But What About the Leviathans and Sea Banshees?
I was getting to that — I just wanted to fill your mind with some nonsense first. Now that we've
There are several cases of vessels vanishing without a trace and/or reappearing as ghostly afterimages, and a few choice scapegoats from regional lore. One myth of the Eriez Indians tells of a quest to pluck the setting sun from the Lake Erie waters, only to be repelled by vengeful spirits who wanted the burning hot orb of plasma all to themselves. As the Eriez retreated from the fierce storm, the Great Spirit threw up its left elbow and stopped the tempest dead in its tracks. Today we call this protective "arm" Presque Isle.
Presque Isle has taken many a vessel under its wing since that fateful day. With the pesky elements held an arm's length away, the resultant harbor has proven highly conducive to both shipbuilding and repairs. At some point, though, the birdies have to leave the nest and figure things out on their own. And what did they discover? 1) They could handle a lot of rum; and 2) Sea serpents (Bessie, a.k.a. "The Lake Erie Monster") and she-demons (Jenny Greenteeth, a.k.a. "The Lake Erie Storm Hag." She's a doll) were definitely a thing.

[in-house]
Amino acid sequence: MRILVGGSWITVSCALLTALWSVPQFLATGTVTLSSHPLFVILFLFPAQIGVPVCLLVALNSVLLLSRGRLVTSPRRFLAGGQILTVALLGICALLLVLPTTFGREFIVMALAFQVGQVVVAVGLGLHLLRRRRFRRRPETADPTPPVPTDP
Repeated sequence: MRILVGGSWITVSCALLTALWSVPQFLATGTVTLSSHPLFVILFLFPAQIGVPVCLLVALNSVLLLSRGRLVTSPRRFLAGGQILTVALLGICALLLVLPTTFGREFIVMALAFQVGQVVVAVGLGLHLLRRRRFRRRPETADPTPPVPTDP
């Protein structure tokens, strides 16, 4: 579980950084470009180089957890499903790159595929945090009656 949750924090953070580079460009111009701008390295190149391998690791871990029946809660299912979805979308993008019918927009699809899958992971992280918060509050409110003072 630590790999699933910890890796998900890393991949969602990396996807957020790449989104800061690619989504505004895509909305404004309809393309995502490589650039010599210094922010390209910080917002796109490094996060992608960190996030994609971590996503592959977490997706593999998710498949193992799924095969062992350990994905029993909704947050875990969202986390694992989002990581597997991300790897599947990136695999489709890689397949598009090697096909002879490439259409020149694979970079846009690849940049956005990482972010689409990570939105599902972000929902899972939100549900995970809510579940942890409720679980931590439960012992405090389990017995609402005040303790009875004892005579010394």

I'll see myself out now [a slithering tentacle slams the door behind me].
According to David Boughton, a partner of the National Oceanic and Atmospheric Association, the Tom Ridge Environmental Center, and Pennsylvania Sea Grant, "we know more about outer space than our own waters." In fact, underwater archaeologists discovered three shipwrecks in "the armpit of Presque Isle" just this past spring. He equates shipwrecks to "submerged cultural resources" and "time capsules," reproving scavengers but encouraging qualified divers to partake in what can be an immensely edifying experience. Strange and mysterious, the true depths of Lake Erie are still waiting to be plumbed.
Matt Swanseger often escapes the crushing pressures of reality in his custom-forged diving bell. His tranquility can be disturbed at firstname.lastname@example.org.